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Motel used for emergency housing
7 March, 2024

How will emergency housing changes affect landlords?

Leyton Blackler
Leyton Blackler
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In a recent announcement, the New Zealand government laid out its plans to shake up emergency housing, specifically for families with children who find themselves in a bind. Spearheaded by Housing Minister Chris Bishop, the changes are pretty straightforward but signal a big shift in how things have been running.

Starting April, families with kids who've been stuck in emergency housing for over three months will now jump to the front of the housing queue. This move, dubbed Priority One, is expected to fast-track about 800 families out of the estimated 3,000 waiting for a more permanent roof over their heads. It's a significant gesture, acknowledging the urgent need to provide stable environments for children caught in housing crises.

But there's a twist. The government isn't just making it easier for families in need to get help; they're tightening the screws on how people access emergency housing in the first place. They're going to be looking much closer at who gets into emergency housing and why. The plan is to ensure that emergency housing really is the last resort for those who have truly run out of options.

For landlords, this could mean a few things. Firstly, the push to get families into more stable housing situations might open up new opportunities for private rentals. With the government looking to scrutinise emergency housing applicants more closely, landlords might see a more streamlined process and potentially a more reliable tenant base.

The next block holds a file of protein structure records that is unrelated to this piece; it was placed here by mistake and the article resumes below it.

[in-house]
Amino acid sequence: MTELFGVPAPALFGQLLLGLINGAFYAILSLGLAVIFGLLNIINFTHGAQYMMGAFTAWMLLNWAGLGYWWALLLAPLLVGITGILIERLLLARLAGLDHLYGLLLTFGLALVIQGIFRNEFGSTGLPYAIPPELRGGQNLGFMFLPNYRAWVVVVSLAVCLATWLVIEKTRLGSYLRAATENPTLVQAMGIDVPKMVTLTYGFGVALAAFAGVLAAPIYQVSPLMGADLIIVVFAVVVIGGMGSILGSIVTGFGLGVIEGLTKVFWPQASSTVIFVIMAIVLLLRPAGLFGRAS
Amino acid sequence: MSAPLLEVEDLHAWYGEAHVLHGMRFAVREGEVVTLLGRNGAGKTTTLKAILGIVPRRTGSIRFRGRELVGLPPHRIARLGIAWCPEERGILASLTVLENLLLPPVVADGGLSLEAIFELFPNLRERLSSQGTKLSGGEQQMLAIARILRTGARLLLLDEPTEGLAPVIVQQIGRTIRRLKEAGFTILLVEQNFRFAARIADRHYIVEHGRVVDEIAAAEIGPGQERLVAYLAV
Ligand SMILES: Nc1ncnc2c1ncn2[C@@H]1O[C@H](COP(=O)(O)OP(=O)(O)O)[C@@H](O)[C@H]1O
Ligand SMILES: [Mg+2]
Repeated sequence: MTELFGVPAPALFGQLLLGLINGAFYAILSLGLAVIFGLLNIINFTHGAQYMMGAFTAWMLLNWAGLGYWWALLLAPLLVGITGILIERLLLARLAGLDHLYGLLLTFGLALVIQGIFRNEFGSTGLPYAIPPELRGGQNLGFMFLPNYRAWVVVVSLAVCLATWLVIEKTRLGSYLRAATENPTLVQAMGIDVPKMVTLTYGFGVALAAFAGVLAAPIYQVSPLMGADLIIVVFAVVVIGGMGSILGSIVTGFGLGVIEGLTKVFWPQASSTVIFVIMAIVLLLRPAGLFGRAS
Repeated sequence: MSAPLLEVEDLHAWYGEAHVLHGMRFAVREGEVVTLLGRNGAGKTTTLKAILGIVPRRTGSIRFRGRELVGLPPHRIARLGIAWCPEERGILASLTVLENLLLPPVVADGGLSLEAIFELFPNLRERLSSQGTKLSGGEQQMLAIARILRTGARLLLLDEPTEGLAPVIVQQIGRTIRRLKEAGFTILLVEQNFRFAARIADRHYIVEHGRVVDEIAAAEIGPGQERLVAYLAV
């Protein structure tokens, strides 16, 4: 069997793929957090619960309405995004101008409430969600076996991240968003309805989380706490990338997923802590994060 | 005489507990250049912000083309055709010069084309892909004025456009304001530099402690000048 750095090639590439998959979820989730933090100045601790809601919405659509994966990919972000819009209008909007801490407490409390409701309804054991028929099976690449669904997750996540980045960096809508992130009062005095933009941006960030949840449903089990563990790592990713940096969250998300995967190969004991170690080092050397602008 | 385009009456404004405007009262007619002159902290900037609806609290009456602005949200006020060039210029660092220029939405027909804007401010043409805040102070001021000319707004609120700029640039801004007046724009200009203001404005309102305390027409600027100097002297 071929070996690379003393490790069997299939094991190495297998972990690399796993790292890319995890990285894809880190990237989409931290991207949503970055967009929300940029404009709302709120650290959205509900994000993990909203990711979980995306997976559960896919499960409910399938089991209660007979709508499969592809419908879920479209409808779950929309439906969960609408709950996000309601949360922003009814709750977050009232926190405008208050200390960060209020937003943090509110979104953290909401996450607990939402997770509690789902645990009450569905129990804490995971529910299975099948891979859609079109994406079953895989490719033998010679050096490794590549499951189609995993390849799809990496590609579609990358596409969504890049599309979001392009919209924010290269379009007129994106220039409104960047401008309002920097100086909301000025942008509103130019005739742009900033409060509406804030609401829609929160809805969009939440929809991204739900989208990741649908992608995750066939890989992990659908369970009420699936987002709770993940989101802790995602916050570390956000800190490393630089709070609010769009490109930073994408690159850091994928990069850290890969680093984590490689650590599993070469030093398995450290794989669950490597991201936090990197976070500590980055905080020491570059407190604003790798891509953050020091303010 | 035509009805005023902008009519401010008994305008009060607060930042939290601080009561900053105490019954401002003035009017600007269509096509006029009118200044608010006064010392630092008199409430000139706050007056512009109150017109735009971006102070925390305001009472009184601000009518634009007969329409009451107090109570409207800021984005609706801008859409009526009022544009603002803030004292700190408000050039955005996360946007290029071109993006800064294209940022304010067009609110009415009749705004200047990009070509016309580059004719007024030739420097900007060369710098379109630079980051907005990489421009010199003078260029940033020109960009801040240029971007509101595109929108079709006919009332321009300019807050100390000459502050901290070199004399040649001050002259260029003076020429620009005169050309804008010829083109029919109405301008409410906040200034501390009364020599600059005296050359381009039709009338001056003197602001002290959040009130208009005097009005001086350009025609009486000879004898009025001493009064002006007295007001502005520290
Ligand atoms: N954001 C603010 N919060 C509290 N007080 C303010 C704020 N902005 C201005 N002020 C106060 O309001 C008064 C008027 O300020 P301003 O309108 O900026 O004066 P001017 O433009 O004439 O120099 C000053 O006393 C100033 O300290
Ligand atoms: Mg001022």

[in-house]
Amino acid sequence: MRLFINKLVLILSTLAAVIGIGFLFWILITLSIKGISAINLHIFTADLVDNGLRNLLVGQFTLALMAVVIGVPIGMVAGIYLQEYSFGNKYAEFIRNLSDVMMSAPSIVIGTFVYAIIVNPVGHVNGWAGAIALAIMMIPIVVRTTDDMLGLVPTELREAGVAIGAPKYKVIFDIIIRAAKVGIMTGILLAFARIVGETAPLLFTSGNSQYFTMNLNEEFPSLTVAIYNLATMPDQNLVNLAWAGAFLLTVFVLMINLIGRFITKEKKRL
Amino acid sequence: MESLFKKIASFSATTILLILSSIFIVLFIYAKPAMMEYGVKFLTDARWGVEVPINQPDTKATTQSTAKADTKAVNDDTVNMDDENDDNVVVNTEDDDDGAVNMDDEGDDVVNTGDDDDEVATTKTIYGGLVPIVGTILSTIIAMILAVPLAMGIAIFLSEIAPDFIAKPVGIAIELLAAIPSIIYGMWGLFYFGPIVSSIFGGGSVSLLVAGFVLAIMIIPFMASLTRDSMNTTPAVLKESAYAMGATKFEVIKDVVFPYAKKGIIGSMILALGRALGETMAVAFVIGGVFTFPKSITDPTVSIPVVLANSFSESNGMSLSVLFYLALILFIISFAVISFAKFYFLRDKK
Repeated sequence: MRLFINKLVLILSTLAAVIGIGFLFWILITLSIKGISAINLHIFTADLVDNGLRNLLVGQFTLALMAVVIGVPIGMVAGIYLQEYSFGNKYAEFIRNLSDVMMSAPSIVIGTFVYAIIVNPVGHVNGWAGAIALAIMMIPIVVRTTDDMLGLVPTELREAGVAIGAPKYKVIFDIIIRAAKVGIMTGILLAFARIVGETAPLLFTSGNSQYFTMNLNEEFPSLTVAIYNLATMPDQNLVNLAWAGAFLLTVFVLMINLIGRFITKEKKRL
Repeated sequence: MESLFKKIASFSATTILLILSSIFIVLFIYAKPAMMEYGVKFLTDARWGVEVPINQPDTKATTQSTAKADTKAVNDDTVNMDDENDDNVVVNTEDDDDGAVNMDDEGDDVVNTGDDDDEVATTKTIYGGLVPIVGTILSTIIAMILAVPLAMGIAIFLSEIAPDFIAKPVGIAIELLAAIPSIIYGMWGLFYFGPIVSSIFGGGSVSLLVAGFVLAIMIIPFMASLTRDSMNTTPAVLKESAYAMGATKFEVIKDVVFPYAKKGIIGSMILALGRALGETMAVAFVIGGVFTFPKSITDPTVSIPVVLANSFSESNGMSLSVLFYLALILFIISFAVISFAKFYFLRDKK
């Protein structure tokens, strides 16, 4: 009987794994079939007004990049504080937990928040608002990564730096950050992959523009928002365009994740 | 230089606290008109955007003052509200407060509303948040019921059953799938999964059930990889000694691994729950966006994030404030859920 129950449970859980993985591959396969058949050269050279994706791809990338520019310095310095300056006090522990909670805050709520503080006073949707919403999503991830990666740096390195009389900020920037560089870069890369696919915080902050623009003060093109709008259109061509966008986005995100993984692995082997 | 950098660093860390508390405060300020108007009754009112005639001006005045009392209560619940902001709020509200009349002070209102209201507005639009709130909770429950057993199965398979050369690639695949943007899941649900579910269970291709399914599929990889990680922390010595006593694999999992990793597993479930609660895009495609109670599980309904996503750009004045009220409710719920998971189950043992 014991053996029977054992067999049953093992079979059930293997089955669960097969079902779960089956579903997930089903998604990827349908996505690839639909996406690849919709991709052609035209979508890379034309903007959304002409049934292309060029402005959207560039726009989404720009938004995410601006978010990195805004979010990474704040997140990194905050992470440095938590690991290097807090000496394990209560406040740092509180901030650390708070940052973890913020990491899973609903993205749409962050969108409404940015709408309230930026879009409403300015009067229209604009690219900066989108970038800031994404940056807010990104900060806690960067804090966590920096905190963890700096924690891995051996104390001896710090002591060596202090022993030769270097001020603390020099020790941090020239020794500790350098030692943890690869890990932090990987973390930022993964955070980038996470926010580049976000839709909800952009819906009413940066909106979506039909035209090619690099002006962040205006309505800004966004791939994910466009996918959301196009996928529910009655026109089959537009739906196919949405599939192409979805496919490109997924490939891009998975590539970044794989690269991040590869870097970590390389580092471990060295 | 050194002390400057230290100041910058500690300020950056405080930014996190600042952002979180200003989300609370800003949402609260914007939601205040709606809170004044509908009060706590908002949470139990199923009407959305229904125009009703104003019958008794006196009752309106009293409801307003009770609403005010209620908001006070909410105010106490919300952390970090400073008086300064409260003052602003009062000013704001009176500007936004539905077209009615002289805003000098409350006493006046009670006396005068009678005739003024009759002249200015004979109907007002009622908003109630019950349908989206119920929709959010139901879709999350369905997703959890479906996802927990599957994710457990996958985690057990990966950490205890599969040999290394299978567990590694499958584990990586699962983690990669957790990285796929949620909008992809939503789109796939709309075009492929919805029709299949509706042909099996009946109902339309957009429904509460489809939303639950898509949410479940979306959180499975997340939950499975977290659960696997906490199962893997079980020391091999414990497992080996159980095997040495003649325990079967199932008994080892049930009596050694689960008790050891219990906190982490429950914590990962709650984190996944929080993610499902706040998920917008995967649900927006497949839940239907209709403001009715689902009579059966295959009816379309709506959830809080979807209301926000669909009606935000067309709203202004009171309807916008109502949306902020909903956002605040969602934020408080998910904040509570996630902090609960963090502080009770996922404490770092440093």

That being said, offering emergency housing as a private landlord isn't without its challenges. Concerns over property damage, missed rent payments, and disturbances are valid and significant. It's here that the government's suggestion to reintroduce 90-day no-cause terminations as part of its coalition agreement shines a light on a potential path to mitigate these risks. Such a measure could offer landlords the reassurance needed to become part of the emergency housing solution without feeling exposed to undue risk.

But it's not just about filling vacancies. The government's move signals a call to action for landlords to be part of a broader solution to the housing crisis. Yes, there may be more hoops to jump through, and yes, it means being more involved in a system that's undergoing significant changes. But it's also a chance to make a real difference in the lives of families in need.

Bishop's remarks highlight a sobering reality: thousands of families are living in less-than-ideal conditions, and it's costing both them and the country dearly. The government's strategy, including exploring innovative solutions like social bonds and working more closely with private landlords, aims to tackle this head-on. It's an ambitious plan, one that acknowledges the problem won't be solved overnight but is a step in the right direction.

For landlords, this evolving landscape presents a unique set of challenges and opportunities. It's about more than just business; it's about how we, as part of the community, can contribute to solving a pressing social issue. Whether it's by offering more stable housing options to those emerging from emergency situations or simply staying informed and engaged with the changes, there's a role for everyone to play.

As we navigate these changes together, the goal is clear: fewer children in motels and more families in homes where they can thrive. It's a hefty task but one that's worth tackling head-on. After all, at the heart of it, it's about building a stronger, more supportive community for everyone.

The information provided in this article is for general informational purposes only and should not be considered legal advice. We make no representations or warranties about the accuracy, completeness, or suitability of the information, and we do not accept any liability for any loss or damage that may arise from your use of the content. It is essential to consult with a qualified legal professional for advice tailored to your specific situation.

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